A word of warning - your friend needs to make sure she has a will and it is up to date. If she dies without a will, then the first £270,000 of her estate will go to her spouse, and the remaining estate will be split between her son and her spouse. This could mean that part of the house will belong to her son, and part to her husband in the event of her death. This is unlikely to be an ideal situation.
    I am an Independent Financial Adviser. Any comments I make here are intended for information / discussion only. Nothing I post here should be construed as advice. If you are looking for individual financial advice, please contact a local Independent Financial Adviser.
  • edited 7 April at 2:03PM
    p00hsticksp00hsticks Forumite
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    edited 7 April at 2:03PM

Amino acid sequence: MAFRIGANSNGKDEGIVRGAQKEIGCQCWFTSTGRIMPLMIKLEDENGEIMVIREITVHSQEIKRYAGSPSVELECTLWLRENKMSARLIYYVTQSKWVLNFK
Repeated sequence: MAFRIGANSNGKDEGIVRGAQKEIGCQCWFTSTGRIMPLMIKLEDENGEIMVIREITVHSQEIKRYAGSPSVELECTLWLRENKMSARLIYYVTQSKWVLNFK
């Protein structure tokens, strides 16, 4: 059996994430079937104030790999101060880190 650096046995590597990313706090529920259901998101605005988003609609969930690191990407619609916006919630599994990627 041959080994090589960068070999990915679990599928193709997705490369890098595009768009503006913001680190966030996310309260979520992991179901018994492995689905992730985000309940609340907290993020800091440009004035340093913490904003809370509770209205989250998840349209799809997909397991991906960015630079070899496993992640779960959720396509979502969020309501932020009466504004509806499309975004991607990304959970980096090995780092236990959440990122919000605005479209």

I think the answer will depend partly on the value of what else is in her estate (savings, car, jewellery etc) and who she's actually left things to - has she made a will and if so, who is she leaving the house to ? If she hasn't made a will then it;s important that she does so as the laws of intestacy may not be what she wants to happen.
    I'm not an expert on divorce, but I'd say that regardless of whether the house is in just her name or in both of their names, it's an asset that I think would be on the table as part of any divorce settlement.

    But as you say, it;s really one for her to talk over with a solicitor, as part of the process of making a will if she doesn't have one.
  • edited 7 April at 2:11PM
    xylophonexylophone Forumite
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    edited 7 April at 2:11PM